Redeeming Qualities and Moments:

  • Some effective direction and cinematography

  • An appropriately eerie score

Must See?
No; feel free to skip this one unless it brings you fond memories.

Links:

Wetherby (1985)

“I thought I could get over it — but now, everywhere, the darkness beckons.”

Synopsis:
When a mysterious young man (Tim McInnerny) shows up at her house after a dinner party with friends (Ian Holm, Judi Dench, Tom Wilkinson, and Marjorie Yates) and shoots himself, a schoolteacher (Vanessa Redgrave) reminsces on her past as a young woman (Joely Richardson) dating a soldier (Robert Hines) about to head off to war. Meanwhile, a detective (Stuart Wilson) attempts to unravel the mystery of the suicide, in part by sending a young college acquaintance (Suzanna Hamilton) of McInnerny to Redgrave’s house for a visit.

Genres:

Review:
Playwright David Hare wrote and directed this enigmatic flashback mystery about the entangled lives of a spinster teacher (Redgrave) and an odd young man (McInnerny) who commits bloody suicide in front of her for no apparent reason. It’s truly difficult to know where the plot will go from moment to moment, given the asynchronous timeline, the gradual unveiling of how the various players know one another, and the (intentional) lack of full clarity around certain characters’ motivations. It’s clear that Redgrave is still mourning the loss of her youthful lover (Hines); that she believes in (or craves) uninhibited passion; and that she’s almost eerily accepting of whatever life sends her way. Wilson, on the other hand, is oddly determined to get to the cause of MccInnerny’s actions, even when his obsession compromises his own romantic relationship. McInnerny is perhaps (not surprisingly) the biggest enigma — and the inclusion of how McInnerny’s college acquaintance (Hamilton) suddenly impacts Redgrave’s life is an intriguing narrative choice. Ultimately, this character-driven film will be most enjoyed by those who enjoy literary screenplays with much to chew on and few direct “answers”. As DVD Savant writes in his laudatory review: “The strength of the show is that the behaviors of its characters are so interesting, we don’t mind that the loose ends of the mystery do not neatly resolve themselves. Learning more about these people is reward enough.”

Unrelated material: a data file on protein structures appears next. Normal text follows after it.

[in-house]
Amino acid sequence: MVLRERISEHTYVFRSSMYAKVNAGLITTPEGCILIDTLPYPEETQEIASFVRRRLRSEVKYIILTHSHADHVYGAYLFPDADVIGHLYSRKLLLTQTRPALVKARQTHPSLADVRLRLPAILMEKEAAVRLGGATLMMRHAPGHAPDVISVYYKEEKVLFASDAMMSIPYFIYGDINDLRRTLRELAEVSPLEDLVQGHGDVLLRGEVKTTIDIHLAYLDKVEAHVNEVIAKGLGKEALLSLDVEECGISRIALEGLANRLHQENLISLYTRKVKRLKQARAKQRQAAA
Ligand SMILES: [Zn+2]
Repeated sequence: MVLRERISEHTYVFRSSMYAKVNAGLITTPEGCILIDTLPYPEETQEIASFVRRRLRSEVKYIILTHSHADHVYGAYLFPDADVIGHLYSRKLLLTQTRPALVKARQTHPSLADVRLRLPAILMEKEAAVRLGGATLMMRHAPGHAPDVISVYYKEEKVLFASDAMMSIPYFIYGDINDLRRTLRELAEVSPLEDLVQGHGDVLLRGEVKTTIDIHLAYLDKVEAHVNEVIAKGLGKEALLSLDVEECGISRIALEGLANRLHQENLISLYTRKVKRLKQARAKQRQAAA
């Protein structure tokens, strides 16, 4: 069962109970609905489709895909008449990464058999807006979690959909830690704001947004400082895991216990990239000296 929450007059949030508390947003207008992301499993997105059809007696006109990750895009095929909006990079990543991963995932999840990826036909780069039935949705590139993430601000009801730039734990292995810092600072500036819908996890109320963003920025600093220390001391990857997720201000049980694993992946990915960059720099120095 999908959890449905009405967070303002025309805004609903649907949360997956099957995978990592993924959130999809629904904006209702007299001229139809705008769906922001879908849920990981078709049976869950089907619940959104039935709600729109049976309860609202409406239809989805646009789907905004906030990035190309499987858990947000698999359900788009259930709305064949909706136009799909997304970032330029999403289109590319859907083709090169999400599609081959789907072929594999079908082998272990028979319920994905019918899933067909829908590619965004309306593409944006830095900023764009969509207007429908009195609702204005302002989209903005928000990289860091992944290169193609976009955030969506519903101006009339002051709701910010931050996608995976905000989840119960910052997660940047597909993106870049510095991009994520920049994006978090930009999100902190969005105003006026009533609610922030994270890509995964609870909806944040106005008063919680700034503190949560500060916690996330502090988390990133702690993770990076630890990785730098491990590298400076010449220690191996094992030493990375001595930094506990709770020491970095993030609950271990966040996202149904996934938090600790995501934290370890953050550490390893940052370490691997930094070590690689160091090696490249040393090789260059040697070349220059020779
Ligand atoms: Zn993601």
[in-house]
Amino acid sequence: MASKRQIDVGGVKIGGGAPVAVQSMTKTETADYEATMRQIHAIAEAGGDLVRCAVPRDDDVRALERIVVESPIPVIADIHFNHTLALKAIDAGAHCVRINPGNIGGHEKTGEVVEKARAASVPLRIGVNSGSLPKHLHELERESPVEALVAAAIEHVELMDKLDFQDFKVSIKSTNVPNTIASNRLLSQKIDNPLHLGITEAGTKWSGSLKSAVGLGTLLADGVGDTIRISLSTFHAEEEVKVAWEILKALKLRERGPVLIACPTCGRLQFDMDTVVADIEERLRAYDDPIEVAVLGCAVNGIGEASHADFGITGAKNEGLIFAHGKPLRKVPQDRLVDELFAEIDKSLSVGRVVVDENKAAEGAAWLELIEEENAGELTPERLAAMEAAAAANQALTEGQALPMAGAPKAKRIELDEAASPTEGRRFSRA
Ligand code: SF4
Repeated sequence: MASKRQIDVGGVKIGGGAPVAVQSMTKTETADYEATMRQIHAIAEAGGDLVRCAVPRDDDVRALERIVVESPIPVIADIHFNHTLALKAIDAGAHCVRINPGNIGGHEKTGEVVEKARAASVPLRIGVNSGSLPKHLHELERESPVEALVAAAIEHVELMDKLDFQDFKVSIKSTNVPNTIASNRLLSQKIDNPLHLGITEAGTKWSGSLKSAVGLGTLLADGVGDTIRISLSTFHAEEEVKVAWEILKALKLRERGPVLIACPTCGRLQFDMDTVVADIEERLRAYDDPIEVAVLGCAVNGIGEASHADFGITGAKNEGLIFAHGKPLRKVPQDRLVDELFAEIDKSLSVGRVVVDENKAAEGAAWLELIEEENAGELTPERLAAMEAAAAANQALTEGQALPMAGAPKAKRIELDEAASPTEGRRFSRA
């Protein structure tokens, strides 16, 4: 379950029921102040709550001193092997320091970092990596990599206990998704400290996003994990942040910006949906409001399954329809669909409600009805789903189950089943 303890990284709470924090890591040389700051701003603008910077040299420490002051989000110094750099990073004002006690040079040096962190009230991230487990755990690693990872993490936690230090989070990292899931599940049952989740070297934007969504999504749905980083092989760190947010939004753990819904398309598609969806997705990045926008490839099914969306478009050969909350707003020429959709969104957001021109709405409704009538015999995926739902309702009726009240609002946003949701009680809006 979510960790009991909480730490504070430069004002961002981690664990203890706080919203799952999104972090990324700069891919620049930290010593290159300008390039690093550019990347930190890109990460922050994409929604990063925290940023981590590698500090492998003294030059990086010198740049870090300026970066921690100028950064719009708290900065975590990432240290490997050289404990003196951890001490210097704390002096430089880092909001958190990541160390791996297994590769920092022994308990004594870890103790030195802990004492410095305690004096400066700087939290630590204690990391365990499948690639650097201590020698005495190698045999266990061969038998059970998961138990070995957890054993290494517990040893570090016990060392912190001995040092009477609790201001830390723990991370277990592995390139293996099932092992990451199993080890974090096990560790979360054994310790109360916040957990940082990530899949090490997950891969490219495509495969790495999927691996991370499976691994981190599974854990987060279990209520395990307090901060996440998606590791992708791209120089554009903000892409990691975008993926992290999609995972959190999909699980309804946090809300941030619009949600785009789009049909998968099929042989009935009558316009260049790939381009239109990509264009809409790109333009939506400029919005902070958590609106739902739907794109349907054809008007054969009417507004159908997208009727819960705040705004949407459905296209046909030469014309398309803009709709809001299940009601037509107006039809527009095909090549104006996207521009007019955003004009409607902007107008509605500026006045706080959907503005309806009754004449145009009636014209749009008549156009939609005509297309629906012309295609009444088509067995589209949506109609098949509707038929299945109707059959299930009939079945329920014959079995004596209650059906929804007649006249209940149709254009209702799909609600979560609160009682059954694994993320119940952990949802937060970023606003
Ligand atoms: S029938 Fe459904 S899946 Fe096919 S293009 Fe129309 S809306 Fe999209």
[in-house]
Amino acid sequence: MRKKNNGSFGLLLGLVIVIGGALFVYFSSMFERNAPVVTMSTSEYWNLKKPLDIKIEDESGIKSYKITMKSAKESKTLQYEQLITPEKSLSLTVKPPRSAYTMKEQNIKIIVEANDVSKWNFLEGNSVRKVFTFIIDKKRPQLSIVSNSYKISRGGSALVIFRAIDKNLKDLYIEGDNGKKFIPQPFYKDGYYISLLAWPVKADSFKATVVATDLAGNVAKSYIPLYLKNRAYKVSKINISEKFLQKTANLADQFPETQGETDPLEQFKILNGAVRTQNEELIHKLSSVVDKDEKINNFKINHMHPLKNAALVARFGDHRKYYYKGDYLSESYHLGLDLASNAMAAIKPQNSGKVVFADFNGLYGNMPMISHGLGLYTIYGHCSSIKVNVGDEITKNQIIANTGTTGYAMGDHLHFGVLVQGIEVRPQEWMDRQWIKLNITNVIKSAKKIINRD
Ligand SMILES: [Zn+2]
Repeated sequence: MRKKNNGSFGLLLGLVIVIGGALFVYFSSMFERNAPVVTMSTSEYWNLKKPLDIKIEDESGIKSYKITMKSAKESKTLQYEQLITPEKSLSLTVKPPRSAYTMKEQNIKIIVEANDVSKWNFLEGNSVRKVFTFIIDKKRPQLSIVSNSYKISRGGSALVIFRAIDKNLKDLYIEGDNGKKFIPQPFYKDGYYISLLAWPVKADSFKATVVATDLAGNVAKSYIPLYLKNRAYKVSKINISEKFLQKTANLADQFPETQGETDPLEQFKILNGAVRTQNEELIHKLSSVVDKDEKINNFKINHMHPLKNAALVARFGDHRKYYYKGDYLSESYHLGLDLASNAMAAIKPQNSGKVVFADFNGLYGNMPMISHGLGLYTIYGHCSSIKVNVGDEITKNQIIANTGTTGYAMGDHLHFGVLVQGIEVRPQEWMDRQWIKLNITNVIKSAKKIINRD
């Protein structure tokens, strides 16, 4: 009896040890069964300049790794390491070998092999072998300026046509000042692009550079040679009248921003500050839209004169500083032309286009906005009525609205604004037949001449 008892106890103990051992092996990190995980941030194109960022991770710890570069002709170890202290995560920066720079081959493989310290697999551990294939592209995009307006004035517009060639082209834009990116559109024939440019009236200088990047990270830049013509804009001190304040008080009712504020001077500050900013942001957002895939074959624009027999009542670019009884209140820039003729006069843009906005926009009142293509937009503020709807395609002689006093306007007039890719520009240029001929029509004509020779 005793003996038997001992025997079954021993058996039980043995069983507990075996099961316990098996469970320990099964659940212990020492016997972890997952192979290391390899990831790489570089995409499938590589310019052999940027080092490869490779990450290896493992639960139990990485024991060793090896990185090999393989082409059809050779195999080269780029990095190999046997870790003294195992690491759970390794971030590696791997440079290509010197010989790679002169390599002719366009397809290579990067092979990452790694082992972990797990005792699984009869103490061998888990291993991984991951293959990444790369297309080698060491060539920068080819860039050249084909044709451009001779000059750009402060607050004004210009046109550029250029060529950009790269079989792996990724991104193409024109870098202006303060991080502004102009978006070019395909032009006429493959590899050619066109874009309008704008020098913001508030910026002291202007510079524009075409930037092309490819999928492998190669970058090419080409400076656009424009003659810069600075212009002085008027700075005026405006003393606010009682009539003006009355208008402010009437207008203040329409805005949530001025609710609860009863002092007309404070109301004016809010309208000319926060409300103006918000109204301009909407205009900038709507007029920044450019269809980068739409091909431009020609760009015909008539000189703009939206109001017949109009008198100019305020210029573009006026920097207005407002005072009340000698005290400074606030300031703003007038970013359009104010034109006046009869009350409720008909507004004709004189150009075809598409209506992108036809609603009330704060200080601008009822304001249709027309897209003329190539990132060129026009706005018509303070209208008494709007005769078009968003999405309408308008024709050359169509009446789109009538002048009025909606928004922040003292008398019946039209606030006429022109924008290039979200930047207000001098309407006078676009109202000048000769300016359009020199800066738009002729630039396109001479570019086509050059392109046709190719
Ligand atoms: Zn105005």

Redeeming Qualities and Moments:

  • Fine performances across the board

  • Stuart Harris’s cinematography

Must See?
No, but it’s strongly recommended if you enjoy this type of film.

Links:

‘Gator Bait (1974)

“Ain’t much different killin’ gators and killin’ coonies — just messier, that’s all.”

Synopsis:
When the son (Clyde Ventura) of a backwoods sheriff (Bill Thurman) accidentally kills his friend (Ben Sebastian) while attempting to rape a Cajun poacher (Claudia Jennings), he lies and claims Jennings was the murderer. Thurman, Ventura, Sebastian’s father (Sam Gilman), and Ventura’s brothers (Don Baldwin and Douglas Dirkson) seek vengeance on Jennings’ family — including her beautiful sister (Janit Baldwin) and mute younger brother.

Genres:

Review:
This swamp-set exploitation flick — co-directed, written, produced, and scored by husband and wife team Ferd and Beverly Sebastian — was clearly designed with one goal in mind: to showcase Playmate of the Year Claudia Jennings in denim shorts wielding a rifle and zooming through swampy rivers in a motor boat. There are countless repetitive scenes of Jennings being chased by backwood hokums intent on rape; and while we’re confident Jennings herself will be okay (she has a permanent look of steely determination on her face), it’s deeply unpleasant watching her doe-eyed sister being brutally terrorized. While the men in this flick are ultimately rendered pathetic and useless, this doesn’t redeem the journey.

Redeeming Qualities and Moments:

  • A refreshingly bold and self-sufficient female protagonist
  • Nicely shot live action footage in the swamps of Florida

Must See?
Nope. You know who you are if this type of film appeals to you.

Links:

Out of the Blue (1980)

“If you don’t shut up and get out of here, I’m going to take you out of the blue and into the black.”

Synopsis:
The punk-loving daughter (Linda Manz) of a convicted trucker (Dennis Hopper) tries to survive life with her drug-addicted mother (Sharon Farrell), and lives in anticipation of the day her dad is released.

Genres:

Response to Peary’s Review: